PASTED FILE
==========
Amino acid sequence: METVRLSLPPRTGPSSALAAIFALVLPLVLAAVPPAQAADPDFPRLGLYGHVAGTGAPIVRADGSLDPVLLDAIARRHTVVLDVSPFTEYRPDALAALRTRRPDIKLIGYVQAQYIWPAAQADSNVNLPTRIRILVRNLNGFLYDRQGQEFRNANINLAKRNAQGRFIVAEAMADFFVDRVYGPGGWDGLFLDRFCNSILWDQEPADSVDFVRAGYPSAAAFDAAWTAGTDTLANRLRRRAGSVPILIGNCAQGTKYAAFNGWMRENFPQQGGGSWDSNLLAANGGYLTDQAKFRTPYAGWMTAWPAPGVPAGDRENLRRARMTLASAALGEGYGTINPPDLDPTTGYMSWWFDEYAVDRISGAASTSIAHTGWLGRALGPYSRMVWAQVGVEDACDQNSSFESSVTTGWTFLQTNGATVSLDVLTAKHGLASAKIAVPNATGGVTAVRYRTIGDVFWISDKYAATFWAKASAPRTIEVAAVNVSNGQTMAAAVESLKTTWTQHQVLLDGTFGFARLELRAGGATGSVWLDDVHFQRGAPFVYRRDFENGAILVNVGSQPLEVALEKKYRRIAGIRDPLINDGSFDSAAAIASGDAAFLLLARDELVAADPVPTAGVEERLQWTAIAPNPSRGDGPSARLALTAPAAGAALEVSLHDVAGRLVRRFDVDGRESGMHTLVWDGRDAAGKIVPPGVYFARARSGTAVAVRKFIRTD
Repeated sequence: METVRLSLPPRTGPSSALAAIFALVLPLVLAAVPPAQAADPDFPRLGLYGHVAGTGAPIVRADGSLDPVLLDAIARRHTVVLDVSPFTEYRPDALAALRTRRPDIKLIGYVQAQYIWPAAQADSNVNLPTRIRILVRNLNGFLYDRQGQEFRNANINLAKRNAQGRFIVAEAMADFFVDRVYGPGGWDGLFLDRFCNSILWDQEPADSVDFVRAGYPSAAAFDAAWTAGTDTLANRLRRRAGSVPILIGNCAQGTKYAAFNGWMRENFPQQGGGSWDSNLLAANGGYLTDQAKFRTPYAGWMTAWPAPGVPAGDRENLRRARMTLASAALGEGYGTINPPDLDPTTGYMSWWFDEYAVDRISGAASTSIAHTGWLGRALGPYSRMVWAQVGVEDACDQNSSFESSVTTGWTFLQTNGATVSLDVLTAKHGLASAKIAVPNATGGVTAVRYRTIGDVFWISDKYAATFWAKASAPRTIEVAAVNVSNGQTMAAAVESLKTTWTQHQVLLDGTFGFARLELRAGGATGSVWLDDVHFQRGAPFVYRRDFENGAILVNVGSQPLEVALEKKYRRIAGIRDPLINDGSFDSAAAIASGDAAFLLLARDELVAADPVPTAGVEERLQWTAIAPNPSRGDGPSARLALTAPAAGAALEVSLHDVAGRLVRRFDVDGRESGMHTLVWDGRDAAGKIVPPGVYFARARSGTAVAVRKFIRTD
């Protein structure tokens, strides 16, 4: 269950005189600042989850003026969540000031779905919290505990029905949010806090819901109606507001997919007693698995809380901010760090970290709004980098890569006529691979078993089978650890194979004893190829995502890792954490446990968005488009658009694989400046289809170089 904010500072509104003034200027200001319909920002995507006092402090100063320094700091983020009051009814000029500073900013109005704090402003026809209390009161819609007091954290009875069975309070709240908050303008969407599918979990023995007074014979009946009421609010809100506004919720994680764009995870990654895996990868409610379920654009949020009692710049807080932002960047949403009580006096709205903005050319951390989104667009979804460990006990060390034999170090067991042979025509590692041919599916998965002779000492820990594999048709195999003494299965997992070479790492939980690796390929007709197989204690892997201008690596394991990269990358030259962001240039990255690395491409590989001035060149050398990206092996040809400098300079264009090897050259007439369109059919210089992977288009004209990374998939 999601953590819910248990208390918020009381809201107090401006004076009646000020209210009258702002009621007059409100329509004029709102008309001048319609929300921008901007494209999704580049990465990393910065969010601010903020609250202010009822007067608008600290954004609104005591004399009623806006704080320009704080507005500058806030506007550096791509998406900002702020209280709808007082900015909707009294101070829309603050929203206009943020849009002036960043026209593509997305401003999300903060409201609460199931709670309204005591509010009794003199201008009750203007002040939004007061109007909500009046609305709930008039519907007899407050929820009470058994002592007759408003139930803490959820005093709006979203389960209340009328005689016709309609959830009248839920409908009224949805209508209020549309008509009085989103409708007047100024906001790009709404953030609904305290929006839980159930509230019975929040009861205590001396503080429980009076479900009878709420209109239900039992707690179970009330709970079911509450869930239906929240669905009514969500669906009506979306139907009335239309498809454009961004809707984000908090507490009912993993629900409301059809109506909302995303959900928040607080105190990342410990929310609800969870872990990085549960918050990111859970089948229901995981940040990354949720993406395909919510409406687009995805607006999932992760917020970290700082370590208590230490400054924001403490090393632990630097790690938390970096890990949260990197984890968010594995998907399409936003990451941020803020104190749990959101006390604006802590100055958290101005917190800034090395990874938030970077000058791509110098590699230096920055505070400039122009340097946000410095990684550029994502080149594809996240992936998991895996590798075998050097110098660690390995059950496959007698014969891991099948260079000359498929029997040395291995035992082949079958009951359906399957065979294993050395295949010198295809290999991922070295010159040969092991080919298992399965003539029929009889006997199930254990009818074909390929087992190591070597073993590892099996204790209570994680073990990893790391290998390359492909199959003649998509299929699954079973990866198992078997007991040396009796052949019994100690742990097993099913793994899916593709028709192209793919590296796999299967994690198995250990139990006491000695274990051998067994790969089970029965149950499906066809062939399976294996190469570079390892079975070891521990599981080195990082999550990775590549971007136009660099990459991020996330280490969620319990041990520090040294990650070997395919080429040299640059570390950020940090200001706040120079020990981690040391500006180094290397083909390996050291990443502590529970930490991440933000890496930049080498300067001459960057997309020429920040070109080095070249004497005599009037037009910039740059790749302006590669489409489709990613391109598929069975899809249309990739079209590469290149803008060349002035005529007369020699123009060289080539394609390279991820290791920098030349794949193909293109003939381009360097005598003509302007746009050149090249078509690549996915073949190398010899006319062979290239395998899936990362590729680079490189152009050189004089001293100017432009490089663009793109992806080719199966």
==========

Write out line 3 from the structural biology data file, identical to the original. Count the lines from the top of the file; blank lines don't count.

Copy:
């Protein structure tokens, strides 16, 4: 269950005189600042989850003026969540000031779905919290505990029905949010806090819901109606507001997919007693698995809380901010760090970290709004980098890569006529691979078993089978650890194979004893190829995502890792954490446990968005488009658009694989400046289809170089 904010500072509104003034200027200001319909920002995507006092402090100063320094700091983020009051009814000029500073900013109005704090402003026809209390009161819609007091954290009875069975309070709240908050303008969407599918979990023995007074014979009946009421609010809100506004919720994680764009995870990654895996990868409610379920654009949020009692710049807080932002960047949403009580006096709205903005050319951390989104667009979804460990006990060390034999170090067991042979025509590692041919599916998965002779000492820990594999048709195999003494299965997992070479790492939980690796390929007709197989204690892997201008690596394991990269990358030259962001240039990255690395491409590989001035060149050398990206092996040809400098300079264009090897050259007439369109059919210089992977288009004209990374998939 999601953590819910248990208390918020009381809201107090401006004076009646000020209210009258702002009621007059409100329509004029709102008309001048319609929300921008901007494209999704580049990465990393910065969010601010903020609250202010009822007067608008600290954004609104005591004399009623806006704080320009704080507005500058806030506007550096791509998406900002702020209280709808007082900015909707009294101070829309603050929203206009943020849009002036960043026209593509997305401003999300903060409201609460199931709670309204005591509010009794003199201008009750203007002040939004007061109007909500009046609305709930008039519907007899407050929820009470058994002592007759408003139930803490959820005093709006979203389960209340009328005689016709309609959830009248839920409908009224949805209508209020549309008509009085989103409708007047100024906001790009709404953030609904305290929006839980159930509230019975929040009861205590001396503080429980009076479900009878709420209109239900039992707690179970009330709970079911509450869930239906929240669905009514969500669906009506979306139907009335239309498809454009961004809707984000908090507490009912993993629900409301059809109506909302995303959900928040607080105190990342410990929310609800969870872990990085549960918050990111859970089948229901995981940040990354949720993406395909919510409406687009995805607006999932992760917020970290700082370590208590230490400054924001403490090393632990630097790690938390970096890990949260990197984890968010594995998907399409936003990451941020803020104190749990959101006390604006802590100055958290101005917190800034090395990874938030970077000058791509110098590699230096920055505070400039122009340097946000410095990684550029994502080149594809996240992936998991895996590798075998050097110098660690390995059950496959007698014969891991099948260079000359498929029997040395291995035992082949079958009951359906399957065979294993050395295949010198295809290999991922070295010159040969092991080919298992399965003539029929009889006997199930254990009818074909390929087992190591070597073993590892099996204790209570994680073990990893790391290998390359492909199959003649998509299929699954079973990866198992078997007991040396009796052949019994100690742990097993099913793994899916593709028709192209793919590296796999299967994690198995250990139990006491000695274990051998067994790969089970029965149950499906066809062939399976294996190469570079390892079975070891521990599981080195990082999550990775590549971007136009660099990459991020996330280490969620319990041990520090040294990650070997395919080429040299640059570390950020940090200001706040120079020990981690040391500006180094290397083909390996050291990443502590529970930490991440933000890496930049080498300067001459960057997309020429920040070109080095070249004497005599009037037009910039740059790749302006590669489409489709990613391109598929069975899809249309990739079209590469290149803008060349002035005529007369020699123009060289080539394609390279991820290791920098030349794949193909293109003939381009360097005598003509302007746009050149090249078509690549996915073949190398010899006319062979290239395998899936990362590729680079490189152009050189004089001293100017432009490089663009793109992806080719199966």